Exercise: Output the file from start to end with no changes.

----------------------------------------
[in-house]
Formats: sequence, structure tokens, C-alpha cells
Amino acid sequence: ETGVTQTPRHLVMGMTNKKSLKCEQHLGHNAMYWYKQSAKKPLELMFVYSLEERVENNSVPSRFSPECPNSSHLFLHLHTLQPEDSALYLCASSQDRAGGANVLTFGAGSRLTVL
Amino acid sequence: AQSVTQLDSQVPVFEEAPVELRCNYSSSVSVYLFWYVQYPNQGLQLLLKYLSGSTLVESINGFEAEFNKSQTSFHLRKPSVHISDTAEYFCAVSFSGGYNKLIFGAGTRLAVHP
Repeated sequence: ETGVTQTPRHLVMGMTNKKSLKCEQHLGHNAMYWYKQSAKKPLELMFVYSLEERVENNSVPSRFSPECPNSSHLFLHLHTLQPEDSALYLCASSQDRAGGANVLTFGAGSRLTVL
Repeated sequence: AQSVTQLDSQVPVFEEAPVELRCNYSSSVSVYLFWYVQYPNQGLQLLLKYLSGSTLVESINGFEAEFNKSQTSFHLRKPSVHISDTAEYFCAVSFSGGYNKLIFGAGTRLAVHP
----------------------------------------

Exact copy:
[in-house]
Formats: sequence, structure tokens, C-alpha cells
Amino acid sequence: ETGVTQTPRHLVMGMTNKKSLKCEQHLGHNAMYWYKQSAKKPLELMFVYSLEERVENNSVPSRFSPECPNSSHLFLHLHTLQPEDSALYLCASSQDRAGGANVLTFGAGSRLTVL
Amino acid sequence: AQSVTQLDSQVPVFEEAPVELRCNYSSSVSVYLFWYVQYPNQGLQLLLKYLSGSTLVESINGFEAEFNKSQTSFHLRKPSVHISDTAEYFCAVSFSGGYNKLIFGAGTRLAVHP
Repeated sequence: ETGVTQTPRHLVMGMTNKKSLKCEQHLGHNAMYWYKQSAKKPLELMFVYSLEERVENNSVPSRFSPECPNSSHLFLHLHTLQPEDSALYLCASSQDRAGGANVLTFGAGSRLTVL
Repeated sequence: AQSVTQLDSQVPVFEEAPVELRCNYSSSVSVYLFWYVQYPNQGLQLLLKYLSGSTLVESINGFEAEFNKSQTSFHLRKPSVHISDTAEYFCAVSFSGGYNKLIFGAGTRLAVHP